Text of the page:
Community Gardens Add Life to Assisted Living Facilities

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Community gardens are often found in city neighborhoods, churches and several schools. City dwellers who would like to garden, but don’t have a space look to community gardens or pea patches located in the city such as parks, churches or other designated areas to grow fresh fruits and veggies. Assisted living facilities and schools have gone one step further and used the community gardens as a means of education as well as food for the facilities.

 

Growing Fruits and Vegetables In An Assisted Living Facility Provides More Than Food and A Community Activity

They say that when astronauts grow plants in space, their blood pressure is greatly reduced. Something happens inside the brain that is calming when astronaut’s care for living things in space as well as offer some much needed greenery. The same holds true for nursing homes and other assisted living facilities. Large living facilities and schools desperately need fresh fruits and veggies. Often fruits and vegetables that are available to school’s and assisted living facilities have been trucked in from all over the country after they are picked green and ripened in a box, not on a vine. Among the other activities offered by assisted living facilities, not many offer as many benefits as an on-site community garden.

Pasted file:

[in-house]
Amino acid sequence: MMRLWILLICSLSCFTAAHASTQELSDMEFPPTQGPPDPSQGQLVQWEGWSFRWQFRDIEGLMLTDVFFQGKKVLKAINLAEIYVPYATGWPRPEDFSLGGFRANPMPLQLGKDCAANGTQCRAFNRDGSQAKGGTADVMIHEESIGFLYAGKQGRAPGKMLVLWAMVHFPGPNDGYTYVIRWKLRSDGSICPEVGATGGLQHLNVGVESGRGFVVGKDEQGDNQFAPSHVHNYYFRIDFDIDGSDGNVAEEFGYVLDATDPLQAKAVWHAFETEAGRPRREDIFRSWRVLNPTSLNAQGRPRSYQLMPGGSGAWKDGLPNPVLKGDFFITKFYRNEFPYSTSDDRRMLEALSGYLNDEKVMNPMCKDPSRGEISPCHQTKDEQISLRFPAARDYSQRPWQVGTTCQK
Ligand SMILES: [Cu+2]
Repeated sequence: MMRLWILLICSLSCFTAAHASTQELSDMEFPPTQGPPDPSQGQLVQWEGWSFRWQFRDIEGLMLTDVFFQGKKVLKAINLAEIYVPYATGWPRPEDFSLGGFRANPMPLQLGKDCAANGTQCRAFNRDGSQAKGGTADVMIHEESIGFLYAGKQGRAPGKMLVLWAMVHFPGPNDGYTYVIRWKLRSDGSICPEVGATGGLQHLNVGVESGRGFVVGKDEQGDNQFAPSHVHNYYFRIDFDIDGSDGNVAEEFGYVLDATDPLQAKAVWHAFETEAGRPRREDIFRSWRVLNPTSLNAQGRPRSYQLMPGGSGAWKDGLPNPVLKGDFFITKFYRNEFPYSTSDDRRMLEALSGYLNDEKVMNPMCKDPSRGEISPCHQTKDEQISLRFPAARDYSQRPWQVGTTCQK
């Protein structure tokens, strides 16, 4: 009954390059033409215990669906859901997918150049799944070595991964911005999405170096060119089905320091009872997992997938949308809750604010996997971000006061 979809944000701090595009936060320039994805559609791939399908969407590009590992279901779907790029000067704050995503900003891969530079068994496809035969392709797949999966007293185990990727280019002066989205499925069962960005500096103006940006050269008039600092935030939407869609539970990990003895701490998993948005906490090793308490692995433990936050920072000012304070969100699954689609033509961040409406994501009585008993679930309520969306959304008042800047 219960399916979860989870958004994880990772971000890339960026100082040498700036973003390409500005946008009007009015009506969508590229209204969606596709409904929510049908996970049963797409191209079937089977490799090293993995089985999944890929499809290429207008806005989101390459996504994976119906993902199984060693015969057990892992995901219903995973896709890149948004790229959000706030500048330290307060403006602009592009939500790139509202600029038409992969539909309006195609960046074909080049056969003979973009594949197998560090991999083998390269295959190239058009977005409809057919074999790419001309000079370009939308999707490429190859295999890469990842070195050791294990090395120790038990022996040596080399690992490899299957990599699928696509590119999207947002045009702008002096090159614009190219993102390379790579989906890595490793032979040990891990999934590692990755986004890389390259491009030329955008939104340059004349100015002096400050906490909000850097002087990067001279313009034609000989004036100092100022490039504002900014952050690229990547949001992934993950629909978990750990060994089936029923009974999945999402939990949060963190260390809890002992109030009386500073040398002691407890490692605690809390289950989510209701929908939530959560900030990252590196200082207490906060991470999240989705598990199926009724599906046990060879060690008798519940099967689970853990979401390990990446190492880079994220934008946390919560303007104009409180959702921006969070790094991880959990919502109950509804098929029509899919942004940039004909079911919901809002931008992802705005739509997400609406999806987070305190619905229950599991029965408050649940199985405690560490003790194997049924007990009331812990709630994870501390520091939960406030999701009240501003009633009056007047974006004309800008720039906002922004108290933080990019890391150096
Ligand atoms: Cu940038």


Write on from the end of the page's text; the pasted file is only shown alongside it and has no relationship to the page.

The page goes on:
Other Benefits of Community Gardens at Assisted Living Facilities
• Exercise- weeding, raking, planting and harvesting are all excellent sources of exercise.
• Nutrition- fresh fruits and vegetables grown on-site offer much more vitamins then those picked early and forced to ripen artificially. Plus, residents and caretakers have control over any pesticides used on the produce.
• Education- Growing a garden is highly educational. Learning about different varieties of plant species, the best way to grow them and when to harvest is an enjoyable experience.
• Social community activity- gardening can be a great social activity that is year-round and indoors as well as outdoors. Residents can talk about seeds to buy, get the soil ready to plant and harvest and then use those fruits and vegetables in the kitchen.
• For residents that are unable to physically participate can enjoy the garden from the comfort of their rooms by gazing outside their windows.

Whether using the community garden at assisted living facilities for exercise, a social activity or for fruits and vegetables in the kitchen, there is a little something for everyone.



Author: Melissa Peterman |How To Start A Community Garden People And Landscape by George Hodan

About the author: Melissa Peterman is a web content specialist for Innuity For more information regarding Assisted living facilities, go to Great Places.

Article Source: Community Gardens Add Life to Assisted Living FacilitiesPeople In The Park by George Hodan


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